This blog post will bring her more thoughts and new ideas to mix both together, this is very helpful!
I’m delighted to be a help to you and your daughter, Padma. If either of you come across any questions when your daughter is trying out these media, please drop me a line. Perhaps I can help out.
Ah! Now it all becomes clear! You are very generous to share your technique, and in lovely clear detail, you are a good teacher. There are many artists out there who never share their own techniques for fear of someone taking over their territory (like cooks who won’t share recipes). In fact, as you will know, no two people will produce exactly the same result even using the same method, but that doesn’t take away from your generosity of spirit. I will definitely give it another go – my previous attempts have been not good. I have invested in a few Sennelier oil pastels, and they are clearly very different form the cheaper ones. Inspiration!
It is just as you say; we are all different – so I’m not expecting to see Podstolskis sprouting all over the show now that I have shared this information on my blog. It is a pity I don’t have shares in Sennelier!!
Ah, now there’s an opportunity …
Oh wow Julie. How very generous to share your wonderful technique. I can’t believe it as I was awestruck seeing your painting with the bridge and the blurry background. Really incredible work and very different from anything I’ve seen. I thought I’d love to know how you got that effect and now I do. So fantastic. I have a large box of Sennelier pastels that I’ve used only once. Seemed to disappear too quickly that I got scared to use them all up. Now I will try them using brushes. So excited to try something new and get to use them. Thank you again so much. Sarah. X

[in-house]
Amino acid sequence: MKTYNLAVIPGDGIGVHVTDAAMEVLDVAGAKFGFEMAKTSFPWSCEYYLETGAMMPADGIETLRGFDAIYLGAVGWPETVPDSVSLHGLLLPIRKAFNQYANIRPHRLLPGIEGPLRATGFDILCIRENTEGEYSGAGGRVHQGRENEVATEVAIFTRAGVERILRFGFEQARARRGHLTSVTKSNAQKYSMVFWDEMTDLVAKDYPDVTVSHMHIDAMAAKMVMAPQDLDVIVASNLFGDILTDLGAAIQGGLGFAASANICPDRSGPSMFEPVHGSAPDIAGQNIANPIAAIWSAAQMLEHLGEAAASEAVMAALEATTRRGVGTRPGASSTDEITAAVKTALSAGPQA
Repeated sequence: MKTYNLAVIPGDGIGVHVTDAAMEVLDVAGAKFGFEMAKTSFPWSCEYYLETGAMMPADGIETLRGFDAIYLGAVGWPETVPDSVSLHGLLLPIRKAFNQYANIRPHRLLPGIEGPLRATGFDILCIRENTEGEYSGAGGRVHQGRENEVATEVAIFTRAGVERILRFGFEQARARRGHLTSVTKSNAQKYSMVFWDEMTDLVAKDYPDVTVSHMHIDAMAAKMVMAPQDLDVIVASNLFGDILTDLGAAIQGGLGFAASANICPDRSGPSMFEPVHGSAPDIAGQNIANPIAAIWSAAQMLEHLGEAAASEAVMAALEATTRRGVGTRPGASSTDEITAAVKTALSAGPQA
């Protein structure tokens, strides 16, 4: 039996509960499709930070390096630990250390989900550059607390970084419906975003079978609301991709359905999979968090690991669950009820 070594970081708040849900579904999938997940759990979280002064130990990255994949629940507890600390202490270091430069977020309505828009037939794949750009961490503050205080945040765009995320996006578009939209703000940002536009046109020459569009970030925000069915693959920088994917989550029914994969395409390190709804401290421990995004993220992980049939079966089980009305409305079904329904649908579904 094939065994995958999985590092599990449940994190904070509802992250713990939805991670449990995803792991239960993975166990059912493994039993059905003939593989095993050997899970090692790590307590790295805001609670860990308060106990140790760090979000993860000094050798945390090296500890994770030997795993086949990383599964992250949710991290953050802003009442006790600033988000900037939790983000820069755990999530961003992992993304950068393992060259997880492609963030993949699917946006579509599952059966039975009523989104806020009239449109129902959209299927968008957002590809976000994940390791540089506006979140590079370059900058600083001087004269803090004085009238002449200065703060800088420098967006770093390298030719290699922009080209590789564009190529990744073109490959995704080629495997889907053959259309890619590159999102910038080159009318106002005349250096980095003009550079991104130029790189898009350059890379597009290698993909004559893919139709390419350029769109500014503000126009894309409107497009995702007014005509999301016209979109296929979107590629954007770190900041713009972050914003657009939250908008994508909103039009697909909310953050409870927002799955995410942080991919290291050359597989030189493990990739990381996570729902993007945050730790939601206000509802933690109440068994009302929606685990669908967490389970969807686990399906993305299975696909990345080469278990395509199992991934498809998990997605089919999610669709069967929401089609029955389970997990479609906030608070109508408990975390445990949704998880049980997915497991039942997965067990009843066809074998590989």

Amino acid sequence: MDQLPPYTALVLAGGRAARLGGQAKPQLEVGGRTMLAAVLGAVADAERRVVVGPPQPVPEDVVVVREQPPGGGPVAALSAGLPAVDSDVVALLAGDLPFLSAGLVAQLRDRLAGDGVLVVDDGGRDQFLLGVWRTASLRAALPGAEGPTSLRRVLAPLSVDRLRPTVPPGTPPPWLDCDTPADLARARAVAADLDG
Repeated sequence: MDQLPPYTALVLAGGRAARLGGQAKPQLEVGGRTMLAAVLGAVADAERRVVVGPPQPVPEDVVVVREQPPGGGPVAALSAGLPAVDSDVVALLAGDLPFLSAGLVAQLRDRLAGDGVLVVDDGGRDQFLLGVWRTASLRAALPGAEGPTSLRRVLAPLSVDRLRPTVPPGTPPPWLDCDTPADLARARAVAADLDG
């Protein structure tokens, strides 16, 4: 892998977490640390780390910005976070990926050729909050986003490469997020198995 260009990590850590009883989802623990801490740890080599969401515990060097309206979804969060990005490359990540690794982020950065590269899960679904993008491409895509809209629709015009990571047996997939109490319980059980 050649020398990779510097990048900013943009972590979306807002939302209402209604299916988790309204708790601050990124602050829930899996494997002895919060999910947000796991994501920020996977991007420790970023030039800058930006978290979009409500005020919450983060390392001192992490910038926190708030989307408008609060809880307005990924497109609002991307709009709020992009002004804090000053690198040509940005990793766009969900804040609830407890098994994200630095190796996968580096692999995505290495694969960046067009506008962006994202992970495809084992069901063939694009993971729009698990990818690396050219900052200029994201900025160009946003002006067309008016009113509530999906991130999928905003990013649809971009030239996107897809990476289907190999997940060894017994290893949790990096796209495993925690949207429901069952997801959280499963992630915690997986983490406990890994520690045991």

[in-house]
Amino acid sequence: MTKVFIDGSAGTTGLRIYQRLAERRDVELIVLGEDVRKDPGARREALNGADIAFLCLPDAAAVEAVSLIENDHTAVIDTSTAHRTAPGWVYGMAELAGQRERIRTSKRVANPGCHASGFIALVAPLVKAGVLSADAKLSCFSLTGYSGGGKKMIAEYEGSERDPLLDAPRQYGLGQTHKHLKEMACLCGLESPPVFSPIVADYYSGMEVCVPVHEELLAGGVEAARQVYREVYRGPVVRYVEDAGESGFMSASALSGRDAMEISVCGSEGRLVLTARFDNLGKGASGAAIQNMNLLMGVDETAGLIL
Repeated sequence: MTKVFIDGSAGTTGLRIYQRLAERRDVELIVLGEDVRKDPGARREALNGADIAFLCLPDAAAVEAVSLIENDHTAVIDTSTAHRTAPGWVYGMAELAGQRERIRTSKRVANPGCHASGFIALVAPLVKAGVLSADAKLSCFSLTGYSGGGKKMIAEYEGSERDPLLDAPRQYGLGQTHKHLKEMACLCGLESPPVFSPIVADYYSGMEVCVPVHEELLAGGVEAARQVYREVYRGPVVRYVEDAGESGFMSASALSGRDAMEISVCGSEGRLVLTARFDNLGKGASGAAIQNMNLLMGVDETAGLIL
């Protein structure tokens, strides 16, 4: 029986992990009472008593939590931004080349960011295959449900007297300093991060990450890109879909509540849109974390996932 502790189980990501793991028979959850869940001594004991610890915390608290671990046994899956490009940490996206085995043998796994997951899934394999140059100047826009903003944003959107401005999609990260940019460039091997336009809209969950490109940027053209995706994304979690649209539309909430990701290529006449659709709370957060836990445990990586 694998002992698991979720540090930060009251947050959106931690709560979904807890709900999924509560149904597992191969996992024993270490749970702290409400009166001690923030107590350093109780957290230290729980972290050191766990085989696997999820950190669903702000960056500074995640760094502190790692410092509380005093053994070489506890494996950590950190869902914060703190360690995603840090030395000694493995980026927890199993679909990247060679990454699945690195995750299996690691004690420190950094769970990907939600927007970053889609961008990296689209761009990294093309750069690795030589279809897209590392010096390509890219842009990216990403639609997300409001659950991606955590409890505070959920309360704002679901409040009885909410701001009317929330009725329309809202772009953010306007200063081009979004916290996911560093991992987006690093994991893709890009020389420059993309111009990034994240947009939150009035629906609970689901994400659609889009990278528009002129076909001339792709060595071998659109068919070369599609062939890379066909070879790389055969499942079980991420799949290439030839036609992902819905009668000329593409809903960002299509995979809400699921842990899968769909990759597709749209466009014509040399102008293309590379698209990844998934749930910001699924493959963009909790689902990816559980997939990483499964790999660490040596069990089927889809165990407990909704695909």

Hi Sarah, thanks for your message. I find that I hardly use any pastel when using brushes. I’ve hardly made a dent in mine. So I think this must be a very economical way to use the Sennelier pastels. Let me know how you go when you try this technique. Don’t forget to have some sort of solvent on hand to clean your brushes with.
Thank you Julie! Much appreciated and very interesting. Love this technique of yours particularly.I always wondered how your paintings weren’t smudged horribly (like mine when I use oil pastels) and the brushes make all the difference. Thanks once again for the demo.
I believe you are right, Joy. I don’t think this would work for me at all without the brushes.
Thanks for such an interesting insight into your techniques Julie. I have been looking at the Sennelier oil pastels, I saw that they were designed to work on any surface and made for Picasso. I have followed your technique with Caran d’Ache Neopastels and have really enjoyed working with them. Now I have another reason to save up for these oil pastels. I thought some of my flowers on a wood substrate would be interesting. Ah …. so many materials … so little time. Karen